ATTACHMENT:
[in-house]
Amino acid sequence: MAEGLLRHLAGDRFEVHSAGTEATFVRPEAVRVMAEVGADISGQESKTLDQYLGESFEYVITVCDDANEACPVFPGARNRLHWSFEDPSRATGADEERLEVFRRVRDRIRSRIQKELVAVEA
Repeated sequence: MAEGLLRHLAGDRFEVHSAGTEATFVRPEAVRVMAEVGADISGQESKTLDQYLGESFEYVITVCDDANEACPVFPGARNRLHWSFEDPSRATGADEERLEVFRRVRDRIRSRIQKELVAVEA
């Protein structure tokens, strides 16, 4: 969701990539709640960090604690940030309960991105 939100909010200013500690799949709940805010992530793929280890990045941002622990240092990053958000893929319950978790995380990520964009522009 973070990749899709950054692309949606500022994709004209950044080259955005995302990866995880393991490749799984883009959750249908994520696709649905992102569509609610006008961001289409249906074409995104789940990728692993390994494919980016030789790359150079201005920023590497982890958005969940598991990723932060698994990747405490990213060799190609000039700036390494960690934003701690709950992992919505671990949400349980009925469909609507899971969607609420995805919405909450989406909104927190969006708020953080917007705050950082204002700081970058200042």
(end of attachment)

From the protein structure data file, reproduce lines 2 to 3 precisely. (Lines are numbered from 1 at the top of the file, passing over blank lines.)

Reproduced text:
Amino acid sequence: MAEGLLRHLAGDRFEVHSAGTEATFVRPEAVRVMAEVGADISGQESKTLDQYLGESFEYVITVCDDANEACPVFPGARNRLHWSFEDPSRATGADEERLEVFRRVRDRIRSRIQKELVAVEA
Repeated sequence: MAEGLLRHLAGDRFEVHSAGTEATFVRPEAVRVMAEVGADISGQESKTLDQYLGESFEYVITVCDDANEACPVFPGARNRLHWSFEDPSRATGADEERLEVFRRVRDRIRSRIQKELVAVEA